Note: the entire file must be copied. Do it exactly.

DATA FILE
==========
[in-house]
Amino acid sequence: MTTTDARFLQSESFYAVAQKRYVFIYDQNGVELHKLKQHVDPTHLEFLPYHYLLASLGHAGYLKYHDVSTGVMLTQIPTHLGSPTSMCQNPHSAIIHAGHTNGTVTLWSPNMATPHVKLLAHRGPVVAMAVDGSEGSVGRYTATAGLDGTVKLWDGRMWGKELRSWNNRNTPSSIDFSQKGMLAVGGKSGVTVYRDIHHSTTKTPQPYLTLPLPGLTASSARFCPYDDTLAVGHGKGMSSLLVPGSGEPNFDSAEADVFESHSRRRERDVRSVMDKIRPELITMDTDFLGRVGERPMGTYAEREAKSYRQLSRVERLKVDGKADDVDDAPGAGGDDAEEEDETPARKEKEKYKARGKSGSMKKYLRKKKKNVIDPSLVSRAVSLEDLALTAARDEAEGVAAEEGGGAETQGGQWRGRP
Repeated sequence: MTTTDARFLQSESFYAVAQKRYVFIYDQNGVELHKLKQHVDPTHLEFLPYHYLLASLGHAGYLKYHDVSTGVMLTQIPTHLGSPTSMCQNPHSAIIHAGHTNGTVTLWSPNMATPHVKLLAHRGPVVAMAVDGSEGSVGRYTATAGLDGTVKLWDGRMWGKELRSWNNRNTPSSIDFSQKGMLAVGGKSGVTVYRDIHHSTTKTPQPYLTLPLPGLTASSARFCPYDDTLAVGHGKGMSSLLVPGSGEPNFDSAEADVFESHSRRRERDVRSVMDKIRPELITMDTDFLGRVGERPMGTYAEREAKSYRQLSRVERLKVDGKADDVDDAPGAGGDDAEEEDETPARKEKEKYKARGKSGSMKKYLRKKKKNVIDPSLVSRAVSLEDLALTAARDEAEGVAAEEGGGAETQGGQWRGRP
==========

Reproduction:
[in-house]
Amino acid sequence: MTTTDARFLQSESFYAVAQKRYVFIYDQNGVELHKLKQHVDPTHLEFLPYHYLLASLGHAGYLKYHDVSTGVMLTQIPTHLGSPTSMCQNPHSAIIHAGHTNGTVTLWSPNMATPHVKLLAHRGPVVAMAVDGSEGSVGRYTATAGLDGTVKLWDGRMWGKELRSWNNRNTPSSIDFSQKGMLAVGGKSGVTVYRDIHHSTTKTPQPYLTLPLPGLTASSARFCPYDDTLAVGHGKGMSSLLVPGSGEPNFDSAEADVFESHSRRRERDVRSVMDKIRPELITMDTDFLGRVGERPMGTYAEREAKSYRQLSRVERLKVDGKADDVDDAPGAGGDDAEEEDETPARKEKEKYKARGKSGSMKKYLRKKKKNVIDPSLVSRAVSLEDLALTAARDEAEGVAAEEGGGAETQGGQWRGRP
Repeated sequence: MTTTDARFLQSESFYAVAQKRYVFIYDQNGVELHKLKQHVDPTHLEFLPYHYLLASLGHAGYLKYHDVSTGVMLTQIPTHLGSPTSMCQNPHSAIIHAGHTNGTVTLWSPNMATPHVKLLAHRGPVVAMAVDGSEGSVGRYTATAGLDGTVKLWDGRMWGKELRSWNNRNTPSSIDFSQKGMLAVGGKSGVTVYRDIHHSTTKTPQPYLTLPLPGLTASSARFCPYDDTLAVGHGKGMSSLLVPGSGEPNFDSAEADVFESHSRRRERDVRSVMDKIRPELITMDTDFLGRVGERPMGTYAEREAKSYRQLSRVERLKVDGKADDVDDAPGAGGDDAEEEDETPARKEKEKYKARGKSGSMKKYLRKKKKNVIDPSLVSRAVSLEDLALTAARDEAEGVAAEEGGGAETQGGQWRGRP